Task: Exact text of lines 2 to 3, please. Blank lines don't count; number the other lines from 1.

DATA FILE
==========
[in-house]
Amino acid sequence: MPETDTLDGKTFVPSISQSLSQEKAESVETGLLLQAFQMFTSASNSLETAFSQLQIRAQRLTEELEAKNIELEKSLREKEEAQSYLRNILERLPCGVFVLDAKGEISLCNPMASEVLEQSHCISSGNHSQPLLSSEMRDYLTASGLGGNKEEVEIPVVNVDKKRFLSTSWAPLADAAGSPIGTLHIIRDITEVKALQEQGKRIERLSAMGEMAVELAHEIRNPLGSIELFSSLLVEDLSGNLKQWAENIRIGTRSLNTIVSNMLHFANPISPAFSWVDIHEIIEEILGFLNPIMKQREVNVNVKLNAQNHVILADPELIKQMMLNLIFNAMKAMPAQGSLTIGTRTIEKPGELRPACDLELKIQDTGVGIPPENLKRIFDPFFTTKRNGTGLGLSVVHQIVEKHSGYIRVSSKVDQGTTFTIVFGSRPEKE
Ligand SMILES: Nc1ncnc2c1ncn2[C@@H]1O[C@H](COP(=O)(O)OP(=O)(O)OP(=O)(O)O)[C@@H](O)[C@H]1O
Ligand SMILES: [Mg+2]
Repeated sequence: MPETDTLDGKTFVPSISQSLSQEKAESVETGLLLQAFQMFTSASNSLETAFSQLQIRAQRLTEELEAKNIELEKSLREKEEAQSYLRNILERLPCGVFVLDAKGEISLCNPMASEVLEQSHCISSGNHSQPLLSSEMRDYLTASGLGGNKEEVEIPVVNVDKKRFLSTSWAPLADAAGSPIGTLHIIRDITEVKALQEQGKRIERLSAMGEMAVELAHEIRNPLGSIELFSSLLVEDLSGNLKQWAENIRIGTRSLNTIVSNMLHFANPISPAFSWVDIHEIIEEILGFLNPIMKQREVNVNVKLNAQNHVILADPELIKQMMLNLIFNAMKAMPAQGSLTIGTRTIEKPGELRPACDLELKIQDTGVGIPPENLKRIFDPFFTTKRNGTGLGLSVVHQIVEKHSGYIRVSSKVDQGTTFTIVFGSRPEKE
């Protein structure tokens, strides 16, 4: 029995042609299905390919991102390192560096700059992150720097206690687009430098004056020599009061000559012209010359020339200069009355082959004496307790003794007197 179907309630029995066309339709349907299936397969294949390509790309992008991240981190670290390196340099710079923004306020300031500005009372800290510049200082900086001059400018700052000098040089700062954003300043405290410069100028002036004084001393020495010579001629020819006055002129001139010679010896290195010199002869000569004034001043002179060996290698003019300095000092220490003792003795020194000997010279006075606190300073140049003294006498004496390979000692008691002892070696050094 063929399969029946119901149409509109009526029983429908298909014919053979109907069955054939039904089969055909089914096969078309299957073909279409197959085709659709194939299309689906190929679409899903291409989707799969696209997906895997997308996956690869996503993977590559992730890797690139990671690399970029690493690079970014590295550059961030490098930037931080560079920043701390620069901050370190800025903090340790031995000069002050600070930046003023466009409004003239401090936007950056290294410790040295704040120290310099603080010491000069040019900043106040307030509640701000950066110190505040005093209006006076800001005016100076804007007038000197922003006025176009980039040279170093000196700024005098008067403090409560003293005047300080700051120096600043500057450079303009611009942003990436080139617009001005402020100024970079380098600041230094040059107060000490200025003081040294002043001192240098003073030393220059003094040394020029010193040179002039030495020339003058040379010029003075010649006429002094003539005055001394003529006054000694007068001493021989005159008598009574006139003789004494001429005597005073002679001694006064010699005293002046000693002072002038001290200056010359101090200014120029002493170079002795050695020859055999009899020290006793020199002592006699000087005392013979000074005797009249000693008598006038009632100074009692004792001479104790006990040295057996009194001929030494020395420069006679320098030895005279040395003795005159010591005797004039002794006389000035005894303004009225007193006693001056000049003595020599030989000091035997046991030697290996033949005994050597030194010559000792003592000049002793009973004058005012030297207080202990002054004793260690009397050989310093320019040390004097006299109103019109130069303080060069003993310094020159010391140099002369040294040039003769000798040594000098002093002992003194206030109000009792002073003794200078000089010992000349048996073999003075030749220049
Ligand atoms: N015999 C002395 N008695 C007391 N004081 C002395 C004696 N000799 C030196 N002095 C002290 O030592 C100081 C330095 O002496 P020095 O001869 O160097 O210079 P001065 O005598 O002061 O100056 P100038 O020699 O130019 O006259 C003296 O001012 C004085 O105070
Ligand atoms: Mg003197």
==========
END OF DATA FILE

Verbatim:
Amino acid sequence: MPETDTLDGKTFVPSISQSLSQEKAESVETGLLLQAFQMFTSASNSLETAFSQLQIRAQRLTEELEAKNIELEKSLREKEEAQSYLRNILERLPCGVFVLDAKGEISLCNPMASEVLEQSHCISSGNHSQPLLSSEMRDYLTASGLGGNKEEVEIPVVNVDKKRFLSTSWAPLADAAGSPIGTLHIIRDITEVKALQEQGKRIERLSAMGEMAVELAHEIRNPLGSIELFSSLLVEDLSGNLKQWAENIRIGTRSLNTIVSNMLHFANPISPAFSWVDIHEIIEEILGFLNPIMKQREVNVNVKLNAQNHVILADPELIKQMMLNLIFNAMKAMPAQGSLTIGTRTIEKPGELRPACDLELKIQDTGVGIPPENLKRIFDPFFTTKRNGTGLGLSVVHQIVEKHSGYIRVSSKVDQGTTFTIVFGSRPEKE
Ligand SMILES: Nc1ncnc2c1ncn2[C@@H]1O[C@H](COP(=O)(O)OP(=O)(O)OP(=O)(O)O)[C@@H](O)[C@H]1O